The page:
Three eminent scientists who head the editorial board of Investigative Genetics, the international online journal of molecular genetics, have condemned the government's decision to close the UK Forensic Science Service. In an editorial in the latest issue they highlight the international contribution FSS has made to the advancement of forensic science.They say: "It is a tragic state of affairs indeed that the UK government is willing to dismiss its own forensic treasure with negative consequences well beyond the borders of the United Kingdom." Attributing FSS’s current difficulties to the previous government's flawed attempt to invoke a business model for all UK forensic science, the authors warn a cost-benefit business model may hamper the government's ability to "protect and secure members of its society."They point out that, if taken to extremes, in many cases the cost of investigation, arrest and conviction exceeds that of the original crime. Therefore, on purely cost-effective grounds alone, it would make more sense for the government to reimburse the victims than pursue the criminal. Read: The demise of the United Kingdom's Forensic Science Service: loss of world-leading engine of innovation and development in the forensic sciencesSee the campaign area of CutStop for more Prospect's campaign against the closure of the FSSPlease sign the petition against closure if you have not already done so.

Forestry Commission specialists reject the Prime Minister's claim that organisations like the Woodland Trust and the National Trust "could do a better job than the Forestry Commission".In a Prospect news release, FC branch president Lorraine Adams said: "Our members are disgusted at David Cameron's total disregard for the specialist skills of staff working for the Forestry Commission."They pointed out that in 2001, the Forestry Commission was recognised as a world leader in sustainable forest management, receiving a ‘Gift to the Earth' from WWF International for its work on forest certification. This was the first time a state forest anywhere in the world achieved 100% certification to Forest Stewardship Council standards.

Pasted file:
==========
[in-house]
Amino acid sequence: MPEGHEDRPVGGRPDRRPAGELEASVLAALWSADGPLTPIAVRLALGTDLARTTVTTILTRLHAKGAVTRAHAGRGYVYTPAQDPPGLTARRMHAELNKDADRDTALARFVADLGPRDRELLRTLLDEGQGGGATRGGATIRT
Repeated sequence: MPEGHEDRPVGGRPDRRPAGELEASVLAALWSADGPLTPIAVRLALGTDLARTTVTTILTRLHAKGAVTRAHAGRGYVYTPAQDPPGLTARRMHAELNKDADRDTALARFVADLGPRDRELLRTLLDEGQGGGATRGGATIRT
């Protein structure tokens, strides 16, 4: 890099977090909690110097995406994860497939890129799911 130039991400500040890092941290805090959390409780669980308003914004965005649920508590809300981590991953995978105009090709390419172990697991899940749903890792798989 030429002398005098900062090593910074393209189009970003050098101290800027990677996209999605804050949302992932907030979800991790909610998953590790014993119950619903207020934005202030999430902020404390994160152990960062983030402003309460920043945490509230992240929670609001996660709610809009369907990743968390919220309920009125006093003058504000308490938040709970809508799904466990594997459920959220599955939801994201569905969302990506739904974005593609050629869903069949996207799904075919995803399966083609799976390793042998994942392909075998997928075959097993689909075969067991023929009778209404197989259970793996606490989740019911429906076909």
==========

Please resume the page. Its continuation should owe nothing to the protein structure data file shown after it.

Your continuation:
Prospect today (Wed 2 Feb) condemned the Forestry Commission's announcement of 500 job losses as a major blow to vital environmental research and management in England, Scotland and Wales."The whole country is mobilising against the government's unpopular plan to sell off England's public forest estate to private owners," said Prospect negotiator Malcolm Currie. The job cuts were announced on the day MPs were debating an opposition motion seeking to halt the sell-off of forests and woodlands.Prospect issued a news release in which Currie warned: "This week it has become clear that the commission faces great damage even before any moves to sell off England's forests are implemented."Today it announced the loss of at least 150 jobs at the GB headquarters in Edinburgh, and 350 in England, just to achieve a 25% cut required by the Comprehensive Spending Review. There will also be a knock-on effect in Wales."After hearing more details about restructuring plans in England it was clear these job cuts are "the tip of the iceberg", he said. Many of Prospect's 270 FC members carry out vital environmental research to guard against and combat tree diseases and monitor climate change. They depend on the librarians, photographers, and other specialists who work for the Commission, and whose jobs are also in danger.